Thursday, 19 January 2012

Patio fruit

By Aurora @ Island Dreaming


 
Since gaining our allotment last year, our patio container garden has fallen by the wayside a little, which I have spoken about before.We have lots of large deep pots standing empty for much of the year, being dug over by cats and colonized by weeds. I have been debating how best to use the patio for some months.

Patios have their advantages and disadvantages as growing spaces. Whilst you are restricted to growing a relatively narrow range of compact crops in pots, high maintenance plants that require specialist feeding or frost protection can lend themselves to container growing. Patios tend to regulate heat over the course of a day, the slabs warming up faster in the day and losing that heat slowly overnight. They may even provide a longer growing season than bare earth.

Our allotment also has advantages and disadvantages. On the one hand, it has deep open rich soil in which most things will thrive with a little attention. On the other hand is a paradise for winged things - everything from sparrows to Canada geese; and the evidence of the war on birds is everywhere. Metres and metres of netting cover fruit trees and in some cases, whole plots are caged. Apart from two very thorny gooseberries that should look after themselves, we have declined to install any other fruit on our small plot.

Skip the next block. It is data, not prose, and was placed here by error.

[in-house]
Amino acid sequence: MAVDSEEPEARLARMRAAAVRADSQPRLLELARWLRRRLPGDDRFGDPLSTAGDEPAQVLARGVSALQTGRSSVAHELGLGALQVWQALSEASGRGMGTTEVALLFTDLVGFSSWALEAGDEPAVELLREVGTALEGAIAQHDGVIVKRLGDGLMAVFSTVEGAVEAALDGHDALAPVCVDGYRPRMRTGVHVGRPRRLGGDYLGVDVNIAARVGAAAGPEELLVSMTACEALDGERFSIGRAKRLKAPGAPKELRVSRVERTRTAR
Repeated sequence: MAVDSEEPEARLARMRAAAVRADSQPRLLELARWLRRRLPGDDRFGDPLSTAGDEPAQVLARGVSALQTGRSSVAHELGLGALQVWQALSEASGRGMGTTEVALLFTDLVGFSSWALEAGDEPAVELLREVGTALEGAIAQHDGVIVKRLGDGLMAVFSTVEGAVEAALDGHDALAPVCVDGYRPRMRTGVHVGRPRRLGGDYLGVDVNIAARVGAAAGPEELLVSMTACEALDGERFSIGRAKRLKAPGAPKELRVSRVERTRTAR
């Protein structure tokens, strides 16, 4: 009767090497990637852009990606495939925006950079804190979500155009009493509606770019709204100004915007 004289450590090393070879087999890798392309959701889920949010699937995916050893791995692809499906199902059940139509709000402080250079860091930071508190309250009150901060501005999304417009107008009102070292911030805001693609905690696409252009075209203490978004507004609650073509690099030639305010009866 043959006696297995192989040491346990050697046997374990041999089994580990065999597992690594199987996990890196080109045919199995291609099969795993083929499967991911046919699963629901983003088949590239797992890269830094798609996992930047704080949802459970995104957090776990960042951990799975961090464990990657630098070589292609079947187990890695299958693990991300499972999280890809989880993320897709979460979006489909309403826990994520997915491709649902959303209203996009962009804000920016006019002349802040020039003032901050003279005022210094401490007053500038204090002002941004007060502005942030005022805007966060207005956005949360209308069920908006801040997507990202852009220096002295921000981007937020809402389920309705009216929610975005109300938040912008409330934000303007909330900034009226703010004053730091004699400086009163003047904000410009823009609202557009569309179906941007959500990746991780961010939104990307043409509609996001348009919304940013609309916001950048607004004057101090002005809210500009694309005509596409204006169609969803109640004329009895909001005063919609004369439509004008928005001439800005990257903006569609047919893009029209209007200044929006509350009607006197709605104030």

Back to our patio - there are no winged things, or rodents. Thanks to the huge cat and fox population, my neighbours elaborate bird feeding station has been visited only by a very aggressive magpie. Which makes our neighborhood perfect fruit growing territory from a pest point of view. All manner of fruit can be grown in containers. The cats are less likely to dig over containers with large, perennial plants in than they are seedlings. The trees and bushes will add some vertical interest to the garden and make the most productive use of space. Unfortunately, there is a lag time of a few years before trees will produce fruit, making me wish I had made the investment years ago. As that did not happen, there is no time to start like the present.

The initial investment in large containers, soil and plants is large in comparison with a packet of seeds, but the pay off is a relatively low maintenance, high output garden. Apart from regular watering and some seasonal pruning and possibly some pest or frost protection, the 'gardener's shadow' is less important to success than growing annuals.

This year we have invested in an apple on a dwarfing rootstock, which will restrict its height to a maximum of two metres and a cherry tree of similar stature. Thanks to their height, they can sit against a short north facing wall and catch the sun, turning a cold and dark edge of the patio into something more productive and pretty. This year we plan to add a self fertile kiwi which will be trained up a rose arch. We have added a grape that will be trained as a standard and are now considering a fig tree, which fruit best when its roots are restricted. If I had space to overwinter one indoors, I would consider a citrus tree also.

On a personal note, there is something wholesome and soothing about a tree, especially a fruit tree, something that stirs in me when I look out over the garden and see the twigs starting to bud. Which is a good enough reason as any to go forth and plant.